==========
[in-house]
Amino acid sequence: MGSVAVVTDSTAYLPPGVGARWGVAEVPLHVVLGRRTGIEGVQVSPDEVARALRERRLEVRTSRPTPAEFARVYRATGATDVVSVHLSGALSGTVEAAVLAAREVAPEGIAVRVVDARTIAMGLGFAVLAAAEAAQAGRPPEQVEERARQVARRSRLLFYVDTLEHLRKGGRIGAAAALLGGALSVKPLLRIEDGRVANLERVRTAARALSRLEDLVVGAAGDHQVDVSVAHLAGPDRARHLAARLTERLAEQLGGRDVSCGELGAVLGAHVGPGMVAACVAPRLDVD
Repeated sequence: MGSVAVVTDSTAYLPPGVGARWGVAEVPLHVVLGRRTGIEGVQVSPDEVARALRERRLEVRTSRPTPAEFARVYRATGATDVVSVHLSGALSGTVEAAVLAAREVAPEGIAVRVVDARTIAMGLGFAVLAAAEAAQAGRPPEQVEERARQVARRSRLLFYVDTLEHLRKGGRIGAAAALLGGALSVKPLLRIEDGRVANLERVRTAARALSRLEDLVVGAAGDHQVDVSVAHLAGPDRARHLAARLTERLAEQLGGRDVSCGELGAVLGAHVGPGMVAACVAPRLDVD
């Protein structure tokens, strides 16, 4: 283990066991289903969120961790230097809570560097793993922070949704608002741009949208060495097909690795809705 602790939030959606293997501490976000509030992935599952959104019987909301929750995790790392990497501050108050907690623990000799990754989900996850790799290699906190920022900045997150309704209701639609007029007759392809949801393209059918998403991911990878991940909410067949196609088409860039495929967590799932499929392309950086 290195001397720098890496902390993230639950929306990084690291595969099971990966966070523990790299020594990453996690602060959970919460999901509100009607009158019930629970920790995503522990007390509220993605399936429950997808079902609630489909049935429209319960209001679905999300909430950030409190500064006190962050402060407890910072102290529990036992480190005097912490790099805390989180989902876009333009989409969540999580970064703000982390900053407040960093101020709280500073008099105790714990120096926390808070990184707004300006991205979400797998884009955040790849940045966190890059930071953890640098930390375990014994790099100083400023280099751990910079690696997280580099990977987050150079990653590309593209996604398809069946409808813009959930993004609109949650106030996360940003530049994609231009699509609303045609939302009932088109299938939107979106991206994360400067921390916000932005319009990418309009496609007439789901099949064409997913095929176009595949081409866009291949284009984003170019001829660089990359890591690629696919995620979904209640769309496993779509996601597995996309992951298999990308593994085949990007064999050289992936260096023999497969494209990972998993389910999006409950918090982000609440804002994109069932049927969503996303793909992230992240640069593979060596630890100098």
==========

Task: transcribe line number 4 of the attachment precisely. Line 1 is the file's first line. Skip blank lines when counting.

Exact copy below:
């Protein structure tokens, strides 16, 4: 283990066991289903969120961790230097809570560097793993922070949704608002741009949208060495097909690795809705 602790939030959606293997501490976000509030992935599952959104019987909301929750995790790392990497501050108050907690623990000799990754989900996850790799290699906190920022900045997150309704209701639609007029007759392809949801393209059918998403991911990878991940909410067949196609088409860039495929967590799932499929392309950086 290195001397720098890496902390993230639950929306990084690291595969099971990966966070523990790299020594990453996690602060959970919460999901509100009607009158019930629970920790995503522990007390509220993605399936429950997808079902609630489909049935429209319960209001679905999300909430950030409190500064006190962050402060407890910072102290529990036992480190005097912490790099805390989180989902876009333009989409969540999580970064703000982390900053407040960093101020709280500073008099105790714990120096926390808070990184707004300006991205979400797998884009955040790849940045966190890059930071953890640098930390375990014994790099100083400023280099751990910079690696997280580099990977987050150079990653590309593209996604398809069946409808813009959930993004609109949650106030996360940003530049994609231009699509609303045609939302009932088109299938939107979106991206994360400067921390916000932005319009990418309009496609007439789901099949064409997913095929176009595949081409866009291949284009984003170019001829660089990359890591690629696919995620979904209640769309496993779509996601597995996309992951298999990308593994085949990007064999050289992936260096023999497969494209990972998993389910999006409950918090982000609440804002994109069932049927969503996303793909992230992240640069593979060596630890100098």